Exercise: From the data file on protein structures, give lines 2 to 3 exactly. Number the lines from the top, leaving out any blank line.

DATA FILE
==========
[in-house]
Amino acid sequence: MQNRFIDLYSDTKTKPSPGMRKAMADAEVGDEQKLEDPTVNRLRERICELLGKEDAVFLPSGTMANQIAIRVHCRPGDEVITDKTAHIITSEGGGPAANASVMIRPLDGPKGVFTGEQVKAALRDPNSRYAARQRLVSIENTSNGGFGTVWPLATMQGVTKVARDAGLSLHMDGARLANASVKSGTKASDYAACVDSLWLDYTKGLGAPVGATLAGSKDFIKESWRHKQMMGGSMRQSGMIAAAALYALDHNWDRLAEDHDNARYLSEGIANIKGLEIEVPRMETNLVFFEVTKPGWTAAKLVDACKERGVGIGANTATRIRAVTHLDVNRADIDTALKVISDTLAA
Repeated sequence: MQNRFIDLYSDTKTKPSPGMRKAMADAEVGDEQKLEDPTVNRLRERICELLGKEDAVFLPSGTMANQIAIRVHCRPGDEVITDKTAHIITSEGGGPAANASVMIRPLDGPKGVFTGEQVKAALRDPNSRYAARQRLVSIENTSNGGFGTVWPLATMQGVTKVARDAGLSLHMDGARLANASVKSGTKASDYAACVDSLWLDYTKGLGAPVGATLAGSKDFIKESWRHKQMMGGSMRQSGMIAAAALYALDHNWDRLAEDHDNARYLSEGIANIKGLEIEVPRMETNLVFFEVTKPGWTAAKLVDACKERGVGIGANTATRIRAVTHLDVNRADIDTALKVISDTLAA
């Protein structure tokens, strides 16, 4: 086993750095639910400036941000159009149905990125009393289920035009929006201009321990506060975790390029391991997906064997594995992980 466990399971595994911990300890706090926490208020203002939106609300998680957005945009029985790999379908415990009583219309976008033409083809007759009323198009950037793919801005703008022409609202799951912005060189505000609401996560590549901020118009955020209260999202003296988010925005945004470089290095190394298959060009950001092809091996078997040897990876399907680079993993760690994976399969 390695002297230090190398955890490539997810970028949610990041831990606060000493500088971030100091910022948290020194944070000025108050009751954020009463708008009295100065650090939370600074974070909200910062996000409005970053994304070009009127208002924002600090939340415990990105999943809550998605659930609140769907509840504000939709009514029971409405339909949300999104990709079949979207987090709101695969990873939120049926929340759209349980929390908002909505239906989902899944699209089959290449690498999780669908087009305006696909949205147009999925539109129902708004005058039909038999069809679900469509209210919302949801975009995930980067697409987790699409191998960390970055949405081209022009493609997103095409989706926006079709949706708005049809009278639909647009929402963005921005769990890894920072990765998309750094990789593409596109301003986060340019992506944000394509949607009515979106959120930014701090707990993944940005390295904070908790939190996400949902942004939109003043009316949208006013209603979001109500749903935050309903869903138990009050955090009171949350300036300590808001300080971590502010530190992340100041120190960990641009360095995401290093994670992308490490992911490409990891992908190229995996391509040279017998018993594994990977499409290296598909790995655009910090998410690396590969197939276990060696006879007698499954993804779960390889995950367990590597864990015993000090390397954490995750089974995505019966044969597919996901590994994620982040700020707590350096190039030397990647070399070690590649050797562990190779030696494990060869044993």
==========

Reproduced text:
Amino acid sequence: MQNRFIDLYSDTKTKPSPGMRKAMADAEVGDEQKLEDPTVNRLRERICELLGKEDAVFLPSGTMANQIAIRVHCRPGDEVITDKTAHIITSEGGGPAANASVMIRPLDGPKGVFTGEQVKAALRDPNSRYAARQRLVSIENTSNGGFGTVWPLATMQGVTKVARDAGLSLHMDGARLANASVKSGTKASDYAACVDSLWLDYTKGLGAPVGATLAGSKDFIKESWRHKQMMGGSMRQSGMIAAAALYALDHNWDRLAEDHDNARYLSEGIANIKGLEIEVPRMETNLVFFEVTKPGWTAAKLVDACKERGVGIGANTATRIRAVTHLDVNRADIDTALKVISDTLAA
Repeated sequence: MQNRFIDLYSDTKTKPSPGMRKAMADAEVGDEQKLEDPTVNRLRERICELLGKEDAVFLPSGTMANQIAIRVHCRPGDEVITDKTAHIITSEGGGPAANASVMIRPLDGPKGVFTGEQVKAALRDPNSRYAARQRLVSIENTSNGGFGTVWPLATMQGVTKVARDAGLSLHMDGARLANASVKSGTKASDYAACVDSLWLDYTKGLGAPVGATLAGSKDFIKESWRHKQMMGGSMRQSGMIAAAALYALDHNWDRLAEDHDNARYLSEGIANIKGLEIEVPRMETNLVFFEVTKPGWTAAKLVDACKERGVGIGANTATRIRAVTHLDVNRADIDTALKVISDTLAA